Last week, a doctoral student published a blog post, “Lies, damn lies and statistics: How can Israelis think their situation is deteriorating when the opposite is true?” At great length, Uri Katz of Tel Aviv University laid out seven items in which, he says, the Israeli press is painting the wrong picture.
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Katz taps analyses by the Central Bureau of Statistics, the Bank of Israel and others to show that, if anything, the economic situation of Israelis has been improving over the long-term. Real wages have been rising for decades. Inequality has been diminishing since 2002, a Taub Institute report shows. According to the National Insurance Institute, indices tracking poverty and inequality have been trending down since 2009, and the Central Bureau of Statistics reports an increase in appliance ownership in the last decade.
The press picks and chooses among data and trends to whip up a hysterical urgency that “something must be done” about the economic situation here, says Katz, who studies social mobility. And he isn’t alone in saying that. Every country has poor people, and so does Israel. But the press is reporting that a vast proportion – 3 million out of 8 million Israelis – are living in poverty.
Politicians famously skew statistics. They can pick a convenient starting date for their study; choose to relate to absolute or relative numbers; pick countries of comparison that make Israel look better, or worse.
Take the change in real wages. There’s a reason people who want to show that wages are eroding start their measuring in 2001, says Katz. Start at a different time and you get improvement, he says.
Now, Latet – an umbrella organization of food donation associations – has published an “Alternative Poverty Report” that paints a sorry picture. It says that 29.8% of Israelis live in poverty, with 13.8% living in severe poverty. It also says that 35.1% of Israeli children are poor.
The Latet report was based on a survey conducted by the research company Tack Research and Insights, in turn based on a new poverty measure developed for Latet by another research institute, ERI – Research for Social Impact. Latet is negative, while the National Insurance Institute is positive.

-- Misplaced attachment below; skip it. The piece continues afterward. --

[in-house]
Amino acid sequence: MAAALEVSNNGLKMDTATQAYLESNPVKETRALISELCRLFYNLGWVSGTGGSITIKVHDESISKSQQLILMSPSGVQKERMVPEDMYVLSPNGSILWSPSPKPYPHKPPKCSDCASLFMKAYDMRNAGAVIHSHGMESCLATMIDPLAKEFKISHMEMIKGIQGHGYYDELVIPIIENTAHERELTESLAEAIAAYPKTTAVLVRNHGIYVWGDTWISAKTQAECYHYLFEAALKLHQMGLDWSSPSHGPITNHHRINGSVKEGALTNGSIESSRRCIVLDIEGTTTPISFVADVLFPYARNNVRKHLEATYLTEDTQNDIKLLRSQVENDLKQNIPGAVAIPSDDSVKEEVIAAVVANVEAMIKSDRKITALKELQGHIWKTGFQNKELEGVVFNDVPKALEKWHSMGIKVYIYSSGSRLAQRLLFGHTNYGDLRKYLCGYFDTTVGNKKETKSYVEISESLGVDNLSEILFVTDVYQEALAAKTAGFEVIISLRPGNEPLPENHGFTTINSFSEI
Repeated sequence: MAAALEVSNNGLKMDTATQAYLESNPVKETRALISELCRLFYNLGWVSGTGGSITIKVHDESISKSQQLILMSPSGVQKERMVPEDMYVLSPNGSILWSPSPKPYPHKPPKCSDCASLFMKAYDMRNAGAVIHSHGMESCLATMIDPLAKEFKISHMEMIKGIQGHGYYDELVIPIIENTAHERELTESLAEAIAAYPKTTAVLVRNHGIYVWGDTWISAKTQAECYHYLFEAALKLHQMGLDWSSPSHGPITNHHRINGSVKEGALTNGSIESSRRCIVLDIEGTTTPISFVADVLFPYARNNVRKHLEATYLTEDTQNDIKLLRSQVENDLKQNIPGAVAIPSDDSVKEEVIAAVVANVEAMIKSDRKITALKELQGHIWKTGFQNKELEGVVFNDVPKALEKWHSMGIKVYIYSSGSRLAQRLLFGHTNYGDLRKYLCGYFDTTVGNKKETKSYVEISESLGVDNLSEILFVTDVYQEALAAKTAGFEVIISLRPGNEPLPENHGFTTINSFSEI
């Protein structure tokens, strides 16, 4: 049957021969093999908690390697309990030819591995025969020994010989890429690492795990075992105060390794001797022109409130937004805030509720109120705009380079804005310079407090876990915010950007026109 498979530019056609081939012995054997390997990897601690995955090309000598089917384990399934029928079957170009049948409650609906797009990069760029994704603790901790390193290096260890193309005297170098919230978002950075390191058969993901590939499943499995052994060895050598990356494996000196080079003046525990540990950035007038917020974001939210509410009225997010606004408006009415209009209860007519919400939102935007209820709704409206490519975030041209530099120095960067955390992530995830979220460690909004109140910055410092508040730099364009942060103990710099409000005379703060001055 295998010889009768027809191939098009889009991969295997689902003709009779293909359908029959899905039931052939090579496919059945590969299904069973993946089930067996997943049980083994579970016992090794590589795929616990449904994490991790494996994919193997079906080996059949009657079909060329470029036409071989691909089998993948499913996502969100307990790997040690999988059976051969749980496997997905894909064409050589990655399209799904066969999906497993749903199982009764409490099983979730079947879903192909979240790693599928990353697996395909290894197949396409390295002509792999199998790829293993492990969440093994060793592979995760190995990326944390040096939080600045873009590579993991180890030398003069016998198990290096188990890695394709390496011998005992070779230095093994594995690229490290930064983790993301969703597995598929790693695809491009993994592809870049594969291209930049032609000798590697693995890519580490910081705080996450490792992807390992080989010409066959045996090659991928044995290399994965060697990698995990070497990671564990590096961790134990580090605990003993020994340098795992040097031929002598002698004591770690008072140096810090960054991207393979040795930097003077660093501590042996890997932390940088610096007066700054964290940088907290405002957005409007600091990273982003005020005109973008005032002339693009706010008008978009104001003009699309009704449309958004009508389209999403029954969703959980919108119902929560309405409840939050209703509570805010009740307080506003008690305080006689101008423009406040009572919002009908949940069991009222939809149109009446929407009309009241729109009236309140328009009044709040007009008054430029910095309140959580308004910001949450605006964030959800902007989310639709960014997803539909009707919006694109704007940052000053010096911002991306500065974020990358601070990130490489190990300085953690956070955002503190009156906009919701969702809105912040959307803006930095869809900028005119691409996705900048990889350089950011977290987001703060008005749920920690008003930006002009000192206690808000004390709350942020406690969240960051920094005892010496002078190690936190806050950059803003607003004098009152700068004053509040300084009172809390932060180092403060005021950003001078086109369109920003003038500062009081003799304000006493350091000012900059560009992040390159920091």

The NII says the proportion of Israelis living in poverty fell from 23.5% in 2012 to 21.8% in 2013, and that the standard of living (in terms of median disposable financial income) increased by 4.4% in 2013, in real terms. Poverty and inequality have been declining in Israel because employment has been increasing and wages have been rising, by enough to overcome the cuts to child allowances (which should have, on the face of it, made poverty even worse).
‘The middle class is shrinking’
So which is right? Well, the thing is, the two reports are different, measuring different things.
Latet executive director Eran Weintraub points out that someone may live above the poverty line but still be poor. He also points out that the NII figures are from 2013 and Latet’s from 2014, and postulates that the NII figures for 2014 may show deterioration.
Both reports are based on surveys. But the NII has access to hard data on the public’s income and spending, while Latet relies on subjective surveys.
Also, the two measure poverty differently. For the NII, the “poverty line” is based on the median income of Israeli residents – meaning the line above which 50% of Israelis earn more and 50% earn less. The poverty line is half of that median. Latet’s is subjective.
You can’t compare the two reports and say the NII is wrong, says Gilad Tanay, founder and CEO of ERI, who put together the Alternative Poverty Report with Or Kremer, ERI’s director of research. Tanay agrees with NII director Shlomo Mor-Yosef, who commented that the two measurements of poverty do not necessarily collide but complement each other.
Tanay, however, doesn’t think that merely defining the poverty line as half the median wage is meaningful – it’s completely arbitrary, he argues. Yet since that’s how the NII has defined things for years, it is convenient and also useful in making international comparisons.